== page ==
China travel guide


*These are indicative prices and are subject to change over times*




Capital: Beijing

Largest City: Shanghai

Official language: Chinese

Population: Over 1.4 billions as of 2016

Religion: Mainly Chinese folk religion and Buddhism

Political system: Socialist republic

Currency: Renminbi / Yuan / CNY

Time zone: UTC+8




Wet season: June to September

Best season to travel: Since China is as big as a whole continent, the best season to travel is based on the provinces you are planning to explore. I would just avoid traveling China during the wet season.

Visa: It depends on your nationality. Most countries if not all have to go through a complex application process before traveling to China. The cheapest way to process your visa application is from Hong Kong. Make sure to check out the latest info on the Immigration Website.

Hotel: Usually as cheap as 3€ to 5€ (3.5$ to 6$ USD) for a bed in a dorm. Dorms are everywhere – even in the most remote and off the beaten track locations. In some areas, a female dorm can be as cheap as 2€ (2.3$ USD). If you do not book a hostel in advance, be aware that you will have to bargain to get the same price as Yeah, China is one of these countries!

Food: Usually as cheap as 1€ to 2.5€ (1.20$ to 3$ USD) for a basic streetfood meal (Fried rice, fried noodles and cheap food specials).

Food specials: There are as many food specials as there are provinces!

Transportation: Transportation is the biggest budget killer for the ones backpacking China on a budget! It is mostly impossible to define an average price for buses and trains as it varies a lot for each destination and province. Plan to spend at least two or three times more on transportation than any other South East Asian country for the same distance. Below are a couple tips to help you optimize your budget. If you plan on getting a minivan transfer, you have to bargain hard to get a better deal. Minivans are usually overquoted for foreigners. If possible, you have to stick with buying a ticket from a bus terminal or hopping on a cheap local bus. When it comes to train journeys, I would recommend getting a hard seat ticket. The price difference between a seat and a sleeper ranges from 1 to 3x or 4x. Since most people get sleepers, seats are quite empty at night time. You have plenty of space to lie down on a 3-seater. For short and mid distance, hitchhicking works pretty well in China – especially in remote areas.

Bargaining: I did not feel that the bargaining culture is a strong as it used to be a couple years ago. As long as you feel you are not paying the right price, you need to bargain. Use your common sense!

Budget: This is mostly impossible to define an average budget. Your budget will highly depends on your travel itinerary. There are mainly 2 budget killers in China: transportation and entrance fees. Stick with cheap dorms and cheap local food to lower down your costs. Even doing that, be aware that your budget might double or triple based on where you are heading to. From 700€ to 800€ for a month in Yunnan and Sishuan (840$ to 960$ USD).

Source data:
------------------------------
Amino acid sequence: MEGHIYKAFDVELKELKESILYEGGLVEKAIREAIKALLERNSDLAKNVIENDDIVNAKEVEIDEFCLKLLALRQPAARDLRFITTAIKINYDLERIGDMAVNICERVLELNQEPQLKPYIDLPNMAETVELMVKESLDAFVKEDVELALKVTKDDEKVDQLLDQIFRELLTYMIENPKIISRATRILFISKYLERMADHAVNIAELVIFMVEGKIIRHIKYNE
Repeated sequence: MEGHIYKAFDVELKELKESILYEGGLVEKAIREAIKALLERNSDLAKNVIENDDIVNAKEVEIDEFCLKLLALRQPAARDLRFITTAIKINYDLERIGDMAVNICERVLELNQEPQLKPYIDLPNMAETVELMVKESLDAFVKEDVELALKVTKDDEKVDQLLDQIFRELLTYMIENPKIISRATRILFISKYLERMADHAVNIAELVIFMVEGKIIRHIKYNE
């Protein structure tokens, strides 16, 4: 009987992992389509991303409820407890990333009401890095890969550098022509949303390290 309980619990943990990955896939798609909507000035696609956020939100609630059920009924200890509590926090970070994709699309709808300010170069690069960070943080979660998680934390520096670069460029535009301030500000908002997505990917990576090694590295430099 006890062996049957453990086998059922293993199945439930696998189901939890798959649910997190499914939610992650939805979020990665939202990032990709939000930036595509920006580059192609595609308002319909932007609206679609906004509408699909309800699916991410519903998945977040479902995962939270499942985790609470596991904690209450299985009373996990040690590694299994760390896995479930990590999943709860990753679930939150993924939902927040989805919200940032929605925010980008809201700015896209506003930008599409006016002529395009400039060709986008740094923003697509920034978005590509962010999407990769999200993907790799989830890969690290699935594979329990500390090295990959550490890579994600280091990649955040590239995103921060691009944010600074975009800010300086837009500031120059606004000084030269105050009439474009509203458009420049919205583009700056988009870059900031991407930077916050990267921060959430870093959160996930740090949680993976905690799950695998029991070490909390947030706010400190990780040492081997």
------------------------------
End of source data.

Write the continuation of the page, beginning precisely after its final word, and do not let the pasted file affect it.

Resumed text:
Hello: Nǐhǎo

Thank you: Xiè xiè

Yes: Zhèng què

No: Cuò wù

Goodbye: Zài jiàn

If traveling to remote provinces, be aware that English is mostly inexistant. Learn a few basics like numbers and greetings. China is not tough to travel even though you do not speak a word of Chinese and locals do not speak a word of English. The real barrier is once you are trying to get an interesting conversation. Always get your destination written in Chinese characters (Most people can’t read pinyin). You can also download Google Traduction which works offline (Use it to traduce a word or two ; sentences are inaccurate).




GPS: An amazing offline GPS application that highlights hostel, food and even the tiniest hiking paths in your area ( )

Hostels: Use filters to sort out the cheapest price of the day. There is usually no need to book in advance. You might find cheaper accomodations on-site. In some remote areas, these are not advertised online. (Booking, Agoda, Hostelworld)

Currency converter: Highly useful for your first few days stepping in a new country (XE Currency, Easy Currency Converter)

Meeting people: Couchsurfing integrate a new ‘people around me’ feature. You will usually meet plenty of people at your hostel but it does happen sometines that you are the only one there. Tinder is not ‘only’ what you think! More and more people use it to meet locals or travelers to explore a destination (Couchsurfing, Tinder)

Money sharing: If traveling by group, Tricount is an amazing application for organizing group expenses (Tricount)




Backpack: Pack as light as you can. Ten kilos should be a maximum. You won’t need these 15 tshirts and 5 pairs of shoes, will you? Remember that you will carry all this weight on your shoulders. There is one more thing. Checking in with a carry-on luggage only is way cheaper!

Cash: Always keep a 50€ or 50$ USD banknote in your wallet. You never now what might happen. It can be really helful in case your credit card get blocked for a few days. Never ever wait to run out of cash before withdrawing in a local currency! Before leaving a country, try to get rid of coins and small banknotes. You won’t be able to exchange them later!

Toilet paper: Yeah, you can laugh at this one. However, be aware that most Asian countries do not use any. You better get one roll in your backpack!




































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